Love does not work like the movies

When you grow up in an unhealthy family, what you learn most is what not to do, who you don’t want to be, and how you don’t want to relate to people you love.

Maybe you don’t remember: You made a promise to yourself as a child. You said things to yourself like, “When I grow up, I’m going to be nice to my kids.”

A lot of us started planning our weddings 20 years before they happened. We dreamed of the family we’d have and how it would make everyone happy and everything okay. Maybe it worked out just like you planned.

But I doubt it.

One of my favorite Facebook memes: “What screws you up is the image in your head of how it’s supposed to be.”

I explain partnerships and parenting to my clients this way: “You’re just like me – you were raised by unhealthy people. This image you have in your head about how healthy relationships are supposed to work…where’d that come from?

Answers I’ve collected over the years range from the Waltons to the Cosbys to Boy Meets World. We learned about love through sit coms and romantic comedies. TV and movies were our default teachers of how it should be. We were children and young adults watching romanticized shows in which everyone’s problems were resolved in half an hour. Everyone was good to each other: no one ever yelled, nobody got drunk and made a scene. Nobody got divorced and nobody ever got hit.

What’s most amazing to me is that most of us have never connected that what we were learning was a scripted version of ideal marriages and families that doesn’t exist anywhere.

Rude awakenings: Maybe you fell in love. Maybe you started a family long before you even grew up. Maybe you found yourself in a partnership that’s a lot like your parent’s. Maybe you’re like me and learned all your lessons the hardest possible way.

I was married at 20. That’s laughable to me looking back. As if I knew anything about how to live or love myself, much less be a partner to my wife.  I was a dad at 21 and again at 22. That seems so insane to me now. I’m 49 and I have days where I think maybe I’m ready now.  I was a kid raising kids.

If you’re anything like me, whenever you didn’t know what to do, you just did the opposite of what your parents did and hoped for the best. Even if things turned out okay, you’re still always scared and convinced you’re not doing it right.

The more insecure we are, the more we compare ourselves to others. This never works because it always seems like everyone else knows what they’re doing. My friend Pat Lemieux wrote a piece some time ago about Facebook families and how perfect a family seems in posed pictures.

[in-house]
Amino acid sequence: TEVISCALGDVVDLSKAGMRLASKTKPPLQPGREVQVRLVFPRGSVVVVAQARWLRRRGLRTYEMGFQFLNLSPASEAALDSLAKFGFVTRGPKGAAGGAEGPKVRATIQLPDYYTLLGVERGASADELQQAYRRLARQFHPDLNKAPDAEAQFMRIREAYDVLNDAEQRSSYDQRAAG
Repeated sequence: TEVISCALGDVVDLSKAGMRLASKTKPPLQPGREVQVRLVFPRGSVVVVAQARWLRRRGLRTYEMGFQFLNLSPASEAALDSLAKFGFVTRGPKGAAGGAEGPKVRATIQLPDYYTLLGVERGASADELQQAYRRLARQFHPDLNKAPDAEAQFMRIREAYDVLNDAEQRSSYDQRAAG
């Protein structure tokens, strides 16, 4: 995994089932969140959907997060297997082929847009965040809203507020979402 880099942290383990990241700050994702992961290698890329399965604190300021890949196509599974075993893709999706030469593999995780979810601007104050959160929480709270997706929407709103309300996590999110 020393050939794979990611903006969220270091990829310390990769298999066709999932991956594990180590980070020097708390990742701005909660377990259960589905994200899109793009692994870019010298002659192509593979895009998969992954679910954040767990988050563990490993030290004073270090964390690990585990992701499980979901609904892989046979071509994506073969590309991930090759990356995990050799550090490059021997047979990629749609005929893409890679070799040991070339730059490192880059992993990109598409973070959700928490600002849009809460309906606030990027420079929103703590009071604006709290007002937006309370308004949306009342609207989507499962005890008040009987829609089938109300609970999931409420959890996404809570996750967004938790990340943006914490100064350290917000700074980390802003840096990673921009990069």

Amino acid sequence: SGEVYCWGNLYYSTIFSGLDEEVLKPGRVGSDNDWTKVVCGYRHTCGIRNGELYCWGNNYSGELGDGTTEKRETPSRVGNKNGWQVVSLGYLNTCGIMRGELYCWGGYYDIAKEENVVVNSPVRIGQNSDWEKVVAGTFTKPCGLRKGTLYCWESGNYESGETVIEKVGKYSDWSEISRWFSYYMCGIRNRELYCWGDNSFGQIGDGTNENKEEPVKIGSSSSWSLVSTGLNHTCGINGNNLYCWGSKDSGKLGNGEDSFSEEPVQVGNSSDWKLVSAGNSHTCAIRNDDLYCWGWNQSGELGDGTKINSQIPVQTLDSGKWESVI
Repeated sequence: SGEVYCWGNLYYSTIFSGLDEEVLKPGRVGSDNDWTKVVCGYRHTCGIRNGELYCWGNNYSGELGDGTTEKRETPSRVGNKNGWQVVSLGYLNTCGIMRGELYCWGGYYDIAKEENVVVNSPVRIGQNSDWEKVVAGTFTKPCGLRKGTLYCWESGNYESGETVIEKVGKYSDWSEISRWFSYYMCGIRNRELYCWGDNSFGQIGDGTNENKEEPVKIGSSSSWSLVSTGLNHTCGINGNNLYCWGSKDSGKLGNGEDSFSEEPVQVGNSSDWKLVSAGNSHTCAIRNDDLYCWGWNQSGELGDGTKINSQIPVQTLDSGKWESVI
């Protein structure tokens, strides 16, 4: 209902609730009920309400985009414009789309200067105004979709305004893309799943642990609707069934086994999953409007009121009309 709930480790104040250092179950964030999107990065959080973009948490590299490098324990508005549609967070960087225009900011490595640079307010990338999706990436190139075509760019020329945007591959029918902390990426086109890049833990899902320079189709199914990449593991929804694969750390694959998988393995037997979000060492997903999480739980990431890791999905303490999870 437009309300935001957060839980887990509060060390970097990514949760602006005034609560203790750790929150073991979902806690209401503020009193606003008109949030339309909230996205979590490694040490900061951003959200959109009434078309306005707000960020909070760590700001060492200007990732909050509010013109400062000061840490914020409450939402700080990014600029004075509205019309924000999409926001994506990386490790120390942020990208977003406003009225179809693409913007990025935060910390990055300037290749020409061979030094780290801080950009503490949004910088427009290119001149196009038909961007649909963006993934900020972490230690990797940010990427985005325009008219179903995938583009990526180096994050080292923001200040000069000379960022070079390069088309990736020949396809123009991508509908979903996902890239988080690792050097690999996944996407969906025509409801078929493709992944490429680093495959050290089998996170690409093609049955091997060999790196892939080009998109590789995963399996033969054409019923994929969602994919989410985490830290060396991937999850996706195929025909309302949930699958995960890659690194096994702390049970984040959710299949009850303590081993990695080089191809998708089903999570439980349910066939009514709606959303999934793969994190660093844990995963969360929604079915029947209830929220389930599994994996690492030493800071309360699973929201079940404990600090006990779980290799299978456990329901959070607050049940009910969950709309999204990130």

So, a few thoughts from a guy about to celebrate 29 years of loving the same woman, and about to celebrate the 27th and 28th birthdays of two amazing adult children:

  1. It’s okay that you don’t know what you’re doing.’ It’ll only mess you up to keep pretending that you do.
  2. You’re probably doing a lot better than you think. Stop being so self-critical.
  3. Find a mentor. Someone you know who’s more experienced and willing to share what they’ve learned. Healthy people like it when others can learn from the ways in which they screwed up.
  4. If you have a half way healthy/half way sane partner, you need to have the guts to open up and share in no uncertain terms what you want, need, feel, and fear.
  5. Think of it as a team and be your partner’s best friend. Put no one before them. Ever. (except the kids and try your best to balance that too).
  6. Do your best to always encourage your kids. Tell them 10,000,00 times that you love them, that they’re good even when their behavior is bad, and that you believe in them.
  7. Don’t try to change your partner. Ever. Don’t disparage things they love that you think are stupid. Just keep asking, “How can I help?”
  8. Parenting is the hardest job in the world. Take breaks. Have one hobby. One night out. It’s not selfish to take care of yourself – it’s necessary.
  9. Maybe the hardest one of all – whenever you’re stuck, ask yourself two questions: “How would I see this if it was a friend’s life? And “What would I tell them/do for them?” Then do that.
  10. Forgive yourself. You will screw up. You will hear your parent’s voice come out of your mouth. You will go through hard times. Just don’t give up and it’ll be okay sooner or later.

 

Jim LaPierre

About Jim LaPierre

Jim LaPierre LCSW CCS is the Executive Director of Higher Ground Services in Brewer, Maine. He is a Recovery Ally, mental health therapist and addictions counselor. He specializes in facilitating recovery (whether from addiction, trauma, depression, anxiety, or past abuse) overcome obstacles, and improve their quality of life. Jim offers a limited amount of online therapy to those with very flexible schedules.